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<link rel="stylesheet/less" href="http://mycdn.s3.amazon.com/css/web/style.less">
<script src="http://mycdn.s3.amazon.com/css/less-1.1.5.min.js"></script>

When I put my .less file in my CDN, it says:

XMLHttpRequest cannot load http://mycdn.s3.amazonaws.com/media/css/bootstrap/lib/bootstrap.less. Origin http://mydomain.com is not allowed by Access-Control-Allow-Origin.

Why? How do I fix this? I do NOT want to compile .css files on server side. I want to keep them client side.

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Possible duplicate stackoverflow.com/questions/8176913/… –  Amar Palsapure Jan 30 '12 at 8:44
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On a note for anyone else ending up here: I've gotten the same error on my web host's web server. It was erroneously sending empty responses because the .less file/mime type was unknown. Configuring the web server to properly serve .less files fixed it. (It was not a cross-domain request, all .js/.less files were served from the same folder.) –  Joel Purra Jun 24 '12 at 19:44
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3 Answers

up vote 3 down vote accepted

This rather long article from MDN will help you understand what's going on - https://developer.mozilla.org/En/HTTP_access_control

Basically you've run into the cross-domain security model

If you're adamant that you don't want to compile CSS on the server, you could try serving it from your own sub-domain i.e. map a sub-domain to the Amazon CDN but I'm not sure that will fix your problem.

I'd actually question why you don't want to compile the .CSS server-side as this will result in the best performance for your visitors and enables you to easily host the CSS on a CDN.

After the HTML, the CSS is the next most important item to get into the browser so it can start layout and render of a page, by inserting JS into the mix you're slowing this down (particulary as JS can block parallel downloads in some browsers, and will block the UI thread while it executes)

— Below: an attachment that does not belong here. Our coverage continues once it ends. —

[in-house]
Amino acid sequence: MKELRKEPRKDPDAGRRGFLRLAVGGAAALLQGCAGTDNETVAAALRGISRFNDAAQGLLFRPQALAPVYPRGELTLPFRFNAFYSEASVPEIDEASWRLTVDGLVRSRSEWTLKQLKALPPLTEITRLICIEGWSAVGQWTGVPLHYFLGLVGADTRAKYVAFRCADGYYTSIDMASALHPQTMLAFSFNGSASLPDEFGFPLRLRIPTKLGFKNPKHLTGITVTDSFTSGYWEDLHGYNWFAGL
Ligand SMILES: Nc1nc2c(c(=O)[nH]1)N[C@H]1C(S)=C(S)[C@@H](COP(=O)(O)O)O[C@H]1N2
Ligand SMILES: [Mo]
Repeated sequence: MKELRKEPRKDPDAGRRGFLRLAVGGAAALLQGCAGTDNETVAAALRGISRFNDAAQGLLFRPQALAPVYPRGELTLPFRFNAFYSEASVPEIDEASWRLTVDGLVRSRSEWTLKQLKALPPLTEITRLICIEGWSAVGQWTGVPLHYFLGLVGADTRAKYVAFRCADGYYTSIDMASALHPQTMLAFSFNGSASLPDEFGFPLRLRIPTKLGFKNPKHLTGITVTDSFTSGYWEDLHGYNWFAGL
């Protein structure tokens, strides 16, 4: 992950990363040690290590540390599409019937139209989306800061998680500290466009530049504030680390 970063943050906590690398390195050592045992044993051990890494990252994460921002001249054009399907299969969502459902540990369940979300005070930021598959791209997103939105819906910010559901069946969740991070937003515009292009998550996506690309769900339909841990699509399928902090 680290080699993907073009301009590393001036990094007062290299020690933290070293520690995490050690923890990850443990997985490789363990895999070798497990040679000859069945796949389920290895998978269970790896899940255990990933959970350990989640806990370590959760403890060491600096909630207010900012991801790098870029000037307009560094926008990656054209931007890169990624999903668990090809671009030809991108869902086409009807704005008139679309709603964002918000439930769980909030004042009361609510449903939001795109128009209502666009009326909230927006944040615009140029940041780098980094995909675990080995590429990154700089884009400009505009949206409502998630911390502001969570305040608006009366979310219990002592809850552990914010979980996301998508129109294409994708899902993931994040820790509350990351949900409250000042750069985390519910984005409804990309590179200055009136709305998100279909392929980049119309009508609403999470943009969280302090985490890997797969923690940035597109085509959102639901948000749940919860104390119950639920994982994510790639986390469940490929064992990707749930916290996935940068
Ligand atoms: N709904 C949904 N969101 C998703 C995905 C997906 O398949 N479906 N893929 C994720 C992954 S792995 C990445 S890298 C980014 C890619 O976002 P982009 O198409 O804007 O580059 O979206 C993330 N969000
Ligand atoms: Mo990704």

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Another reason to pre-compile the CSS: Users may have disabled JavaScript (noscript.net). As a result, the LESS CSS won't be parsed. –  Rob W Jan 30 '12 at 16:41
    
Do you think a sub-domain to the Amazon CDN solve the problem? –  TIMEX Feb 4 '12 at 8:53
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You could try adding the following HTTP header Access-Control-Allow-Origin: http://mycdn.s3.amazon.com –  Andy Davies Feb 10 '12 at 11:53
    
@Rob W; anyone with javascript disabled, should not visit the web these days. –  Mark Knol Jan 2 '13 at 8:16
    
@MarkKnol JavaScript can selectively be disabled with NoScript. It's a very popular Firefox add-on. –  Rob W Jan 2 '13 at 9:24
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Amazon S3 now supports Cross Origin Resource Sharing: http://aws.typepad.com/aws/2012/08/amazon-s3-cross-origin-resource-sharing.html

Follow the instructions and add a CORS Configuration option to your bucket should fix the problem.

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If you want to fix cross domain access then you need to look at things like Cross Origin Resource Sharing (http://en.wikipedia.org/wiki/Cross-Origin_Resource_Sharing) but this is only supported by modern browsers, or JSONP but this would not be possible with your CDN I think.

I have to agree with @Andy Davies that why are you not compiling the .less since this would fix the issue? is this due to the file size being delivered or can you not compile .less as you push the files live? In Visual Studio you can use addins like http://www.mindscapehq.com/products/web-workbench which will compile when changes occur.

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